Observation of Superconductivity in Epitaxially Grown Atomic Layers

In Situ Electrical Transport Measurements

  • Satoru¬†Ichinokura

Part of the Springer Theses book series (Springer Theses)

Table of contents

  1. Front Matter
    Pages i-xix
  2. Satoru Ichinokura
    Pages 1-14
  3. Satoru Ichinokura
    Pages 15-51
  4. Satoru Ichinokura
    Pages 53-62
  5. Satoru Ichinokura
    Pages 63-77
  6. Satoru Ichinokura
    Pages 79-91
  7. Satoru Ichinokura
    Pages 93-113
  8. Satoru Ichinokura
    Pages 115-119
  9. Back Matter
    Pages 121-122

About this book


This thesis presents first observations of superconductivity in one- or two-atomic-scale thin layer materials. The thesis begins with a historical overview of superconductivity and the electronic structure of two-dimensional materials, and mentions that these key ingredients lead to the possibility of the two-dimensional superconductor with high phase-transition temperature and critical magnetic field. Thereafter, the thesis moves its focus onto the implemented experiments, in which mainly two different materials thallium-deposited silicon surfaces and metal-intercalated bilayer graphenes, are used. The study of the first material is the first experimental demonstration of both a gigantic Rashba effect and superconductivity in the materials supposed to be superconductors without spatial inversion symmetry. The study of the latter material is relevant to superconductivity in a bilayer graphene, which was a big experimental challenge for a decade, and has been first achieved by the author.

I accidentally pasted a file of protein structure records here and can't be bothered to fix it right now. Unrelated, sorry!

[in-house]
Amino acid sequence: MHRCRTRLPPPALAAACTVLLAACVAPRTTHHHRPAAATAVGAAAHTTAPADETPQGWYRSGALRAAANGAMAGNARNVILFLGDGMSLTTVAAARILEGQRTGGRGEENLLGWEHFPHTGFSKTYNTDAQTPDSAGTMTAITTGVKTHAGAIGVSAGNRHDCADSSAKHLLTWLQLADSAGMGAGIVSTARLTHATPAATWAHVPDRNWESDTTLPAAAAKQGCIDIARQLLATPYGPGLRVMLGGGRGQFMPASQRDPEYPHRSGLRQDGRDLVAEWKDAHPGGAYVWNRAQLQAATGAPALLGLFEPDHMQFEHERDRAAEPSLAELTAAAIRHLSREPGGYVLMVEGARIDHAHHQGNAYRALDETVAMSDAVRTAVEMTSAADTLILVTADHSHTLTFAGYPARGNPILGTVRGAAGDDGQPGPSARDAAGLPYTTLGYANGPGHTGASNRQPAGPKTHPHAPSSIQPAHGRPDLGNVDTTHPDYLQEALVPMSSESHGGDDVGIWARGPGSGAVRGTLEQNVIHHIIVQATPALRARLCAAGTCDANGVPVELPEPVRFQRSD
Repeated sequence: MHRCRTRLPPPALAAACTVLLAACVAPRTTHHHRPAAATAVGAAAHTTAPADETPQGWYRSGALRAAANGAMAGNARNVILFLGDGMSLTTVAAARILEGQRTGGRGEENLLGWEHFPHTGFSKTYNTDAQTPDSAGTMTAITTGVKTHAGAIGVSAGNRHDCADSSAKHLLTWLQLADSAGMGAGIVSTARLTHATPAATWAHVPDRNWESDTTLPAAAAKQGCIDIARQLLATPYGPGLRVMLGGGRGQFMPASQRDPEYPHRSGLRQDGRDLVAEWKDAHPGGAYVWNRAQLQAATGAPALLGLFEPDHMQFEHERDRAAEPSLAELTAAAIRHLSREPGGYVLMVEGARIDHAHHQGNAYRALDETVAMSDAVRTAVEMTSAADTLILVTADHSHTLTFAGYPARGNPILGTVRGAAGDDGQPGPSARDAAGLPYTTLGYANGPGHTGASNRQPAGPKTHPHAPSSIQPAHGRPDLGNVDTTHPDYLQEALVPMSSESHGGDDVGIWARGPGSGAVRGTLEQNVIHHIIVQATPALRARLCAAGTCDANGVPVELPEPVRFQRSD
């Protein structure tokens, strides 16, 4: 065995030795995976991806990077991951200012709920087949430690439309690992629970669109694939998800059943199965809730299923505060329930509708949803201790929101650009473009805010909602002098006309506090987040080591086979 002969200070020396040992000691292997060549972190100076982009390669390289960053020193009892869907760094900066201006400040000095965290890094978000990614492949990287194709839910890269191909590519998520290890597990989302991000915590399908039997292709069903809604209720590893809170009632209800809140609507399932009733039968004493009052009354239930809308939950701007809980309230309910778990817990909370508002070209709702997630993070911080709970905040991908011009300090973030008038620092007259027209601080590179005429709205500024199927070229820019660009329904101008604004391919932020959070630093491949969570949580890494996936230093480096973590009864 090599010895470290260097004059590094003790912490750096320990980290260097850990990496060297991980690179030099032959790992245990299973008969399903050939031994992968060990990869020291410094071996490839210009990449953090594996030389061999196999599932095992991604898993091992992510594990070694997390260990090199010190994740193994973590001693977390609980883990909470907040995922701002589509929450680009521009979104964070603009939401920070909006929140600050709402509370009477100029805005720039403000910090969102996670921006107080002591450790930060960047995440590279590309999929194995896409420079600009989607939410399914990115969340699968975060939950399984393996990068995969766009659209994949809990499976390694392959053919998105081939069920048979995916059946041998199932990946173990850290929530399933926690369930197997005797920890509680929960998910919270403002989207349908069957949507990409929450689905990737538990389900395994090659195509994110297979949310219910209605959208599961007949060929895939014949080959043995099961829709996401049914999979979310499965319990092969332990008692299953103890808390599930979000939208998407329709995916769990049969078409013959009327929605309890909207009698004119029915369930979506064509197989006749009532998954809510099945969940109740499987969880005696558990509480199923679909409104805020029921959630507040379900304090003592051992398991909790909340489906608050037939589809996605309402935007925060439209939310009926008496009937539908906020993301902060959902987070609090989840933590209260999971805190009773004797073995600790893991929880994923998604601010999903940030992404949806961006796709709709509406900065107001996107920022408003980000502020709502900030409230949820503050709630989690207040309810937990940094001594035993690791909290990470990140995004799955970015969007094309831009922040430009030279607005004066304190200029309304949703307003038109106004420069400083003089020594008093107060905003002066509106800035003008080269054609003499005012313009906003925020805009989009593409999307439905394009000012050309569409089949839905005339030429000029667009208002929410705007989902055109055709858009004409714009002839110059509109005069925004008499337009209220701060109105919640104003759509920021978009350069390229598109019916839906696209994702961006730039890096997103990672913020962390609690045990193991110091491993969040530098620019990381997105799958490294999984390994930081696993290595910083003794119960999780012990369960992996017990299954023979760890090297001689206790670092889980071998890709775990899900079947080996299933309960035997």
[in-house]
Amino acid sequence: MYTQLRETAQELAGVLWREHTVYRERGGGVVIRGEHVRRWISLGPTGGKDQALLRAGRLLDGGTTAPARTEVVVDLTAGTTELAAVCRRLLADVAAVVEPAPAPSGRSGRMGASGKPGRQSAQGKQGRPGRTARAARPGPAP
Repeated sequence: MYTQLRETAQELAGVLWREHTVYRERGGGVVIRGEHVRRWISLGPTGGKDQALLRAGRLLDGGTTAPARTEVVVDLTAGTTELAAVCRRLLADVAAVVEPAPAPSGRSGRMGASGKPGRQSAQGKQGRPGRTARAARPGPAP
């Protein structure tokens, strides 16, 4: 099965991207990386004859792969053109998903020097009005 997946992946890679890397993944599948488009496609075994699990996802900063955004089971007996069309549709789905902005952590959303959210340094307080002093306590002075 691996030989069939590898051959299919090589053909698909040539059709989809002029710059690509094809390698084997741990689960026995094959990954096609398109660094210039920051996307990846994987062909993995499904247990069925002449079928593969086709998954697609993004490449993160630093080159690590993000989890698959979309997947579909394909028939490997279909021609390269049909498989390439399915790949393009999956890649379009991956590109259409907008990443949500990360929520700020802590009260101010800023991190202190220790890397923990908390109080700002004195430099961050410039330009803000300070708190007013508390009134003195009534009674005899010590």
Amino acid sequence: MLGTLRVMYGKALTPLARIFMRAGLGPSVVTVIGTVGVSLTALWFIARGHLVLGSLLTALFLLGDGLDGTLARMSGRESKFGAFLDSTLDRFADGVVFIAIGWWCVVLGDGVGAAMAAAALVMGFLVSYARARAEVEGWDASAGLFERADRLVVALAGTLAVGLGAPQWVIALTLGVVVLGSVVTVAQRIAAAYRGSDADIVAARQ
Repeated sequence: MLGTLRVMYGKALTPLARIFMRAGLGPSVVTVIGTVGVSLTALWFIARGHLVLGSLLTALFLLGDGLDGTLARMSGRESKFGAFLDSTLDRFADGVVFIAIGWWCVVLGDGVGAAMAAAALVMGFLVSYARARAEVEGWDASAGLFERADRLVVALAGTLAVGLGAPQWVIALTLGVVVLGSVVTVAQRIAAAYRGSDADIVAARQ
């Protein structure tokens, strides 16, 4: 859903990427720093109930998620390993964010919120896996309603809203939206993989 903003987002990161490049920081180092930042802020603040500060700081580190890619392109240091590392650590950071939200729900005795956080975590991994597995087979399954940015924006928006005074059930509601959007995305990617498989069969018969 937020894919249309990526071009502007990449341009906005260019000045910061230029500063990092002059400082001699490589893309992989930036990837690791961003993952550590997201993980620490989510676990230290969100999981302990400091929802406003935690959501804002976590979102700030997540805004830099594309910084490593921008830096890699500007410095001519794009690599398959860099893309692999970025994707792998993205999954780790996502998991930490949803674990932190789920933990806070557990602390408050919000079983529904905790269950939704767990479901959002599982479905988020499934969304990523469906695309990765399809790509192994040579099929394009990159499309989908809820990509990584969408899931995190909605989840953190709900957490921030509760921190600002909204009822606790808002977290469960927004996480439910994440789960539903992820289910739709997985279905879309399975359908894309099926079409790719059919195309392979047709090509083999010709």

The description of the generic and innovative measurement technique, highly effective in probing electric resistivity of ultra-thin materials unstable in an ambient environment, makes this thesis a valuable source for researchers not only in surface physics but also in nano-materials science and other condensed-matter physics.


Two-dimensional superconductor Rashba effect and superconductivity Metal-induced surface reconstructions of semiconductors Superconductivity of bilayer graphene In situ measurement technique in an ultrahigh vacuum

Authors and affiliations

  • Satoru¬†Ichinokura
    • 1
  1. 1.The University of Tokyo TokyoJapan

Bibliographic information

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